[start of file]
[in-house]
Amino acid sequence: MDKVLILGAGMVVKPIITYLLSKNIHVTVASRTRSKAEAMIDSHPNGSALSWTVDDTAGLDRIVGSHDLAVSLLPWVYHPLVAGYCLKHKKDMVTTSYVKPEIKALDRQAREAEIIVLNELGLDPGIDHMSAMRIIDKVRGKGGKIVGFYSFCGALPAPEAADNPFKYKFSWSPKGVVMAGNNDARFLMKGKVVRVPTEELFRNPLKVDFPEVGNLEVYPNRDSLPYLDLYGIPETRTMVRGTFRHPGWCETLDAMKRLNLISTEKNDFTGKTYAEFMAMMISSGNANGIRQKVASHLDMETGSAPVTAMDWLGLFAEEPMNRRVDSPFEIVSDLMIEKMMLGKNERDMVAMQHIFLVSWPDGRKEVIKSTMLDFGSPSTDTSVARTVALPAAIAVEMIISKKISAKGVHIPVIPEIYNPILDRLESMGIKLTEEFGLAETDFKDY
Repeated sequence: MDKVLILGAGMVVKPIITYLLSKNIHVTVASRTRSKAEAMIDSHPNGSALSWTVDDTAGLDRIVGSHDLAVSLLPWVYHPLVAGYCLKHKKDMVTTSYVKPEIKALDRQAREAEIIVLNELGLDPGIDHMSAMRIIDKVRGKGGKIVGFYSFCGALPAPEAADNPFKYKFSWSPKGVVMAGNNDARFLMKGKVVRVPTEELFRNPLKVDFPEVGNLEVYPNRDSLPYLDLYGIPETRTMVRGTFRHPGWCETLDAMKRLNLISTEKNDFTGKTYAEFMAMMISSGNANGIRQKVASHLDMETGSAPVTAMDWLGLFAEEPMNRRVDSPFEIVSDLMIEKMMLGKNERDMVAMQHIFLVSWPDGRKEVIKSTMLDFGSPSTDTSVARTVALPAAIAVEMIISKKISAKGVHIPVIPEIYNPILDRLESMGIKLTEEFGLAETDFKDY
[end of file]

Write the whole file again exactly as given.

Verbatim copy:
[in-house]
Amino acid sequence: MDKVLILGAGMVVKPIITYLLSKNIHVTVASRTRSKAEAMIDSHPNGSALSWTVDDTAGLDRIVGSHDLAVSLLPWVYHPLVAGYCLKHKKDMVTTSYVKPEIKALDRQAREAEIIVLNELGLDPGIDHMSAMRIIDKVRGKGGKIVGFYSFCGALPAPEAADNPFKYKFSWSPKGVVMAGNNDARFLMKGKVVRVPTEELFRNPLKVDFPEVGNLEVYPNRDSLPYLDLYGIPETRTMVRGTFRHPGWCETLDAMKRLNLISTEKNDFTGKTYAEFMAMMISSGNANGIRQKVASHLDMETGSAPVTAMDWLGLFAEEPMNRRVDSPFEIVSDLMIEKMMLGKNERDMVAMQHIFLVSWPDGRKEVIKSTMLDFGSPSTDTSVARTVALPAAIAVEMIISKKISAKGVHIPVIPEIYNPILDRLESMGIKLTEEFGLAETDFKDY
Repeated sequence: MDKVLILGAGMVVKPIITYLLSKNIHVTVASRTRSKAEAMIDSHPNGSALSWTVDDTAGLDRIVGSHDLAVSLLPWVYHPLVAGYCLKHKKDMVTTSYVKPEIKALDRQAREAEIIVLNELGLDPGIDHMSAMRIIDKVRGKGGKIVGFYSFCGALPAPEAADNPFKYKFSWSPKGVVMAGNNDARFLMKGKVVRVPTEELFRNPLKVDFPEVGNLEVYPNRDSLPYLDLYGIPETRTMVRGTFRHPGWCETLDAMKRLNLISTEKNDFTGKTYAEFMAMMISSGNANGIRQKVASHLDMETGSAPVTAMDWLGLFAEEPMNRRVDSPFEIVSDLMIEKMMLGKNERDMVAMQHIFLVSWPDGRKEVIKSTMLDFGSPSTDTSVARTVALPAAIAVEMIISKKISAKGVHIPVIPEIYNPILDRLESMGIKLTEEFGLAETDFKDY